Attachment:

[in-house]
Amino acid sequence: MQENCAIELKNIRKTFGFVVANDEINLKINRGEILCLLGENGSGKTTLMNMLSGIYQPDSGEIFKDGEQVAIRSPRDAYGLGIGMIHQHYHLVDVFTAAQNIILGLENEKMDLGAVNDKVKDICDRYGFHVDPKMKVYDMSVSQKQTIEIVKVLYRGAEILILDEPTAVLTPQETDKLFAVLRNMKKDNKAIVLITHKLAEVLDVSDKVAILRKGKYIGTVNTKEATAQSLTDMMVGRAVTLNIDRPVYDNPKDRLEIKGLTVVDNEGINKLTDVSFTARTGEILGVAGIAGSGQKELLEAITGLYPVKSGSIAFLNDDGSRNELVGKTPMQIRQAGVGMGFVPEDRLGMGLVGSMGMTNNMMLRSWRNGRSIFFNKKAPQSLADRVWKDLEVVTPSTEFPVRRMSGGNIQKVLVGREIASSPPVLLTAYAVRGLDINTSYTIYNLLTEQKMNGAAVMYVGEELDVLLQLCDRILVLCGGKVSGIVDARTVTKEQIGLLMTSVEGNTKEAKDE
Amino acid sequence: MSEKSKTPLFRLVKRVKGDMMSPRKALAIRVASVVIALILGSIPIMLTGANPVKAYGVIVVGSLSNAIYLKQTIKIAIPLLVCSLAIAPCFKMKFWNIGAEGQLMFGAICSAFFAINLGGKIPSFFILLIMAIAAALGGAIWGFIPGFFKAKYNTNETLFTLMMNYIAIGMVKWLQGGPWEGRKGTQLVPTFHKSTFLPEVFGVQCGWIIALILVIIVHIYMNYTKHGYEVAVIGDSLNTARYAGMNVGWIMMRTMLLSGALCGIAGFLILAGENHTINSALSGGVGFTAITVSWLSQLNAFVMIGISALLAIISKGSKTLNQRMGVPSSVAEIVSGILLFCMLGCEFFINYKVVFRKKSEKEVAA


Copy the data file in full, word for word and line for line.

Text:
[in-house]
Amino acid sequence: MQENCAIELKNIRKTFGFVVANDEINLKINRGEILCLLGENGSGKTTLMNMLSGIYQPDSGEIFKDGEQVAIRSPRDAYGLGIGMIHQHYHLVDVFTAAQNIILGLENEKMDLGAVNDKVKDICDRYGFHVDPKMKVYDMSVSQKQTIEIVKVLYRGAEILILDEPTAVLTPQETDKLFAVLRNMKKDNKAIVLITHKLAEVLDVSDKVAILRKGKYIGTVNTKEATAQSLTDMMVGRAVTLNIDRPVYDNPKDRLEIKGLTVVDNEGINKLTDVSFTARTGEILGVAGIAGSGQKELLEAITGLYPVKSGSIAFLNDDGSRNELVGKTPMQIRQAGVGMGFVPEDRLGMGLVGSMGMTNNMMLRSWRNGRSIFFNKKAPQSLADRVWKDLEVVTPSTEFPVRRMSGGNIQKVLVGREIASSPPVLLTAYAVRGLDINTSYTIYNLLTEQKMNGAAVMYVGEELDVLLQLCDRILVLCGGKVSGIVDARTVTKEQIGLLMTSVEGNTKEAKDE
Amino acid sequence: MSEKSKTPLFRLVKRVKGDMMSPRKALAIRVASVVIALILGSIPIMLTGANPVKAYGVIVVGSLSNAIYLKQTIKIAIPLLVCSLAIAPCFKMKFWNIGAEGQLMFGAICSAFFAINLGGKIPSFFILLIMAIAAALGGAIWGFIPGFFKAKYNTNETLFTLMMNYIAIGMVKWLQGGPWEGRKGTQLVPTFHKSTFLPEVFGVQCGWIIALILVIIVHIYMNYTKHGYEVAVIGDSLNTARYAGMNVGWIMMRTMLLSGALCGIAGFLILAGENHTINSALSGGVGFTAITVSWLSQLNAFVMIGISALLAIISKGSKTLNQRMGVPSSVAEIVSGILLFCMLGCEFFINYKVVFRKKSEKEVAA